Oh, that wallpaper! We understand if it leaves you momentarily spellbound. The same goes for the oversized beaded chandelier, the boldly striped chairs and the gleaming brass fixtures. Mesmerizing details flourish throughout the dining room of this Holladay home recently remodeled by Cara and Tom Fox, principals of The Fox Group

Faced with the room’s original 8-foot ceilings, red oak floors and stuffy ‘80s décor, the homeowners gave Cara and Tom free reign to reimagine the outdated space, requesting something classic yet fresh, timeless but not overly traditional. “No problem,” said Cara, who opened her bag of design tricks and infused the dining room with joie de vivre, one element at a time. 

Cara and Tom Fox
The foyer’s black-and-white marble floor inspired the classic palette of the adjoining dining room, where white chairs surround a high-gloss black table and contrasting striped fabrics abound. Photo by Lindsay Salazar.

The dining room sits off the large entry and leads to the kitchen, where the Foxes broke through the home’s second level to give the kitchen a soaring, two-story ceiling. Unfortunately, that wasn’t an option for the dining room, so they used the room’s elements and décor to visually raise the low overhead surface. They began with the walls. 

“We added a chair rail midway up the wall and placed Schumacher’s “Citrus Garden” wallpaper above it,” Cara says. “The paper lifts the eye and visually heightens the wall.” It also fosters the room’s spirited style, as does a surprisingly heroic chandelier. “I love it,” the designer says. “Many people would be afraid of putting a massive, eye-catching chandelier in a room this size, but it actually draws your attention away from the low ceilings.” 

Cara and Tom Fox
Cara Fox teamed with husband Tom to remodel and redesign this Holladay home. Photo by Lindsay Salazar.

For paint, Cara chose a tone of white—Benjamin Moore’s Swiss Coffee—to help make the ceiling appear higher and to dress the walls and trim in a classic hue. “It’s a warm white that complements the wallpaper’s yellows and oranges,” she says. Brass does the same, adding elan to gleaming sconces and a thick drapery rod that accents the window wall. There, French-pleated draperies frame the window in a print identical to the wallpaper’s. “Matched fabric and wallpaper is a very custom look that is making a massive comeback,” the designer explains.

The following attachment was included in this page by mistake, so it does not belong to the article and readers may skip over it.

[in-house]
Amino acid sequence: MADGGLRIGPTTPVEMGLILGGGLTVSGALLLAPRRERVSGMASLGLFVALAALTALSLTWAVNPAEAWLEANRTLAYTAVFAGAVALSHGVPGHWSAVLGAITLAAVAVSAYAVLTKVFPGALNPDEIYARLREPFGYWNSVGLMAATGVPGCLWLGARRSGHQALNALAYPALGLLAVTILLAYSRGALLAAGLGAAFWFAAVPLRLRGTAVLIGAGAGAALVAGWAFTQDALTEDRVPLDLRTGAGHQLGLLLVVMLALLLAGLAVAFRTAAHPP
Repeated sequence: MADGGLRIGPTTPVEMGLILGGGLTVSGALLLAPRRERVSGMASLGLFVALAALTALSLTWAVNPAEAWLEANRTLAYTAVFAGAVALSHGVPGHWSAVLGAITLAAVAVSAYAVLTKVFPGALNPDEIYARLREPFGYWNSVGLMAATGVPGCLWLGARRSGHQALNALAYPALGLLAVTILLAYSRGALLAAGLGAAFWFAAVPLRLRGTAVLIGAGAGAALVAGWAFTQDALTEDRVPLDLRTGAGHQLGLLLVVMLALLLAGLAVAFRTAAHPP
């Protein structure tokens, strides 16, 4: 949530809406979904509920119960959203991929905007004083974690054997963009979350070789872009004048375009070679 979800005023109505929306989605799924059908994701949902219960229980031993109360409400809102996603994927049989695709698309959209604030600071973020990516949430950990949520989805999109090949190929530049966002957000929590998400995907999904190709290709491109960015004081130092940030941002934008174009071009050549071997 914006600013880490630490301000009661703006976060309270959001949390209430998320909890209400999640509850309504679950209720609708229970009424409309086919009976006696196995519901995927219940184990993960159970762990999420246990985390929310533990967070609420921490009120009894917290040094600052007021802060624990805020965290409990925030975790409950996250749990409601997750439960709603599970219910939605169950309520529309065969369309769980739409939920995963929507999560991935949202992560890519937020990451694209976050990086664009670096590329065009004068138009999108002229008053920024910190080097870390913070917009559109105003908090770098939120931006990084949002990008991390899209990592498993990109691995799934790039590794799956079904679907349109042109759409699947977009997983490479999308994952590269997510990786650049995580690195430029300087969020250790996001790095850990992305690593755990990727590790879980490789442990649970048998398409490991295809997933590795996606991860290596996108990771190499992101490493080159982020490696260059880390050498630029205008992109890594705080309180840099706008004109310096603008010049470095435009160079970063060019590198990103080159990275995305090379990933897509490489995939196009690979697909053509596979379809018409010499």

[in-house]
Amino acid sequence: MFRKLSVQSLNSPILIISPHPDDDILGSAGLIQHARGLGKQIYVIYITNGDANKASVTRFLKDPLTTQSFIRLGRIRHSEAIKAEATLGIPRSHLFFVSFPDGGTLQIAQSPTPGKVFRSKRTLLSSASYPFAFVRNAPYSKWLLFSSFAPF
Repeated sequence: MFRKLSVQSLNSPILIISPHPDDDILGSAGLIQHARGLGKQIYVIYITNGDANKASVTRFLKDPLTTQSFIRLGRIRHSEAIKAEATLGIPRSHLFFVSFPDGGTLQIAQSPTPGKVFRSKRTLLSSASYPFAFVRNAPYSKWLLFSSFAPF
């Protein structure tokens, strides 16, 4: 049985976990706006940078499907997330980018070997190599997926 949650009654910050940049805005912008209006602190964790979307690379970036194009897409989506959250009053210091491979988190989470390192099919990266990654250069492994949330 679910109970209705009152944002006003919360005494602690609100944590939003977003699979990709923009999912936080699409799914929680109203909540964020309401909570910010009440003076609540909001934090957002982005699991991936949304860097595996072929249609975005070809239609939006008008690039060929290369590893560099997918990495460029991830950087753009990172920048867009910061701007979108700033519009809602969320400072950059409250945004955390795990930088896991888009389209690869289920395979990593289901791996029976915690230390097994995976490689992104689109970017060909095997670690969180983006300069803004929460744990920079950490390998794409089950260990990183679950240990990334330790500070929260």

The entry’s marble floor inspired a classic black-and-white color pairing that plays throughout the strikingly cheerful dining room. Chair cushions bring to mind wide-striped, black-and-white awnings that shade the windows of sun-drenched Mediterranean villas. Greek key carvings detail white, lattice-back dining chairs surrounding a glossy black table. At each end, single black stripes dramatically embellish winged host chairs. “Choosing host chairs that don’t match the side chairs makes the room feel less formal and predictable,” Cara explains. 

Cara and Tom Fox
To prevent the 8-foot-high ceiling from appearing low, Cara eliminated recessed can lights and painted the surface white. A surprisingly large and showy chandelier also draws attention away from the low ceiling, she says.The table seats twelve. To promote a bright, airy feel in the room, Cara chose lattice-back side chairs that allow light and views to flow through them. A pair of lemon topiary arrangements add immeasurable panache to the tabletop. Photo by Lindsay Salazar.

New white oak flooring, with planks measuring ten inches wide, reinforces the room’s fresh, casual style. “They modernize the room,” Cara says. The floors team with the room’s other carefully considered elements to fill it with fresh, classic style and ambitious shots of charm and whimsy. “This room just makes you smile,” she adds. And for her clients, that was what they had hoped for—and more.  

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Brad Mee
Brad Mee is the Editor-in-Chief of Utah Style & Design Magazine.